2. We have also “delisted” AGODA from our Channel Manager. They discounted our normal price to a ridiculous level and offered no customer service. Never again. Its a shame that their parent company would not take any action with their unethical behaviours.
    I’ve talked to many of my Motel associates and most of them have deactivated Agoda.

  3. Unfortunately the above comments from the reader comes with no real knowledge of the space. I’ve worked with Agoda across 15+ Properties for a number of years, they are easy to work with if you simply communicate with your account manager.

    1. Coupons and discounts can be stopped, it’s as simple as asking them to turn it off.

    2. Agoda can turn off the 3PI connection with booking.com with ease

    3. Agoda doesn’t provide guest details as they work under a different set of privacy laws than Australia. They can provide all these details if you ask them for it, they just flick a switch in their system.

    Now before people jump down my throat, yes they should just do all the above without asking, but at the same time Australia as a market isn’t the same size for them as other countries so their systems are a one size fits all approach which doesn’t really suit AU.

    If you know how to approach the relationship from a positive way, Agoda is a great OTA to work with. Unfortunately the majority of people see the above and then get upset and don’t know the best way to work through it.

    1. Chris, a total voice of reason and you are entirely correct. Far too often people approach the OTAs with anger and hatred and then wonder why they get nowhere.

      Booking.com and Agoda work together and are sister companies, turning Agoda of simply means they take from Booking.com and continue to sell you.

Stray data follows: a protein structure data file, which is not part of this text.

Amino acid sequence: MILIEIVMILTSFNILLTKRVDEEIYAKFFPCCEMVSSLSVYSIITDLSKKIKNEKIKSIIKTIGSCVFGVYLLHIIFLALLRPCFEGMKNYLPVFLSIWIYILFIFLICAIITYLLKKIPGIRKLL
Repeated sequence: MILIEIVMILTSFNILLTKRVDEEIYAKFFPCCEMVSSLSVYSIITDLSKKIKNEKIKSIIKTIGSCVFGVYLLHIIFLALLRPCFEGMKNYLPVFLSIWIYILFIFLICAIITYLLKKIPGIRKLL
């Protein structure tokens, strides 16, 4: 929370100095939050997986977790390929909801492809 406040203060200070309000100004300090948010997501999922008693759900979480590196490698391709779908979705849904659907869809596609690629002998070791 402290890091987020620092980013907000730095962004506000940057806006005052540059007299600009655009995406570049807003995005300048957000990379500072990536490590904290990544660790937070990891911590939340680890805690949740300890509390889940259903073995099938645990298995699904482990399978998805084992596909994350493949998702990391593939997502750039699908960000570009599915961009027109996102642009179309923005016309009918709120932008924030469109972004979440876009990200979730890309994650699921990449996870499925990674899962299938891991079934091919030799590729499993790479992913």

For serviced apartments, simply ask for the contact details with the reason that you need to be able to contact the guests pre checkin and agoda will provide the details. They want their customers to be happy just like we do so will work with you.

    2. Thanks for the background info on Agoda.
      2 questions please: Do they still withhold payment?
      And only reimburse the provider after the end of the month?
      That’s why I stopped using them.
      If they have changed their payment method it appears the way forward is to link with Agoda directly so you have more control.
      Is that your suggestion?

          1. Hey Bebe
            No it is not incorrect, the agreement my properties have with Agoda – the virtual card activates on day of arrival. You can ask for this also, just have to ask them 🙂

    3. Chris,
      The whole Agoda ethos is designed to screw the accommodation providers as much as possible.

      1) The coupons shouldn’t happen in the first place. Ever. If they did they should ask permission, but they know every manager would say no. So they do it anyway hoping you won’t notice. They switch them off for a period of time hoping we wont check and then boom… they’re back!

      2) The BDC connection is there to still get revenue for Agoda when properties disconnect. Again, just the attitude of screw them, we’ll list you no matter what.

      3) The contact details are withheld to stop guests being told to book direct. You know it. I know it. We all know it. Don’t pretend there is some higher legal purpose. I should be able to tell that guest to call us without being stopped. Simple.

      1. Hi Peter

        Thats a big claim – why would their ethos be to screw their partners? They’re a business, they make business decisions. The reason why they take these actions is simple – they’re in a hyper competitive market place and want a competitive edge. Expedia takes the same actions with their adjustments also. Booking.com do so also nowadays. It’s a game now for these OTAs as they work to build back their marketshare, a lot of their bookings come from meta channels (1 in 3 in some cases), if an OTA has a few dollars off their rate on these channels they’ll likely win the booking.

        I completely agree with you that they shouldnt happen in the first case however, many of these OTAs just do what they like, however if it can be turned off, I assure you it has happened with my properties.

        Booking.com can limit their connection with Agoda, just needs to be pushed with the account manager from Bcom.

        Even if you dont get the contact details, you can still flick the guest a message in the app and request that they contact directly. Their app blocks the sharing of phone numbers and emails much like Airbnb, however if you say ‘Please contact us directly at the hotel via phone for XYZ reason’ 9 times out of 10 they will contact you.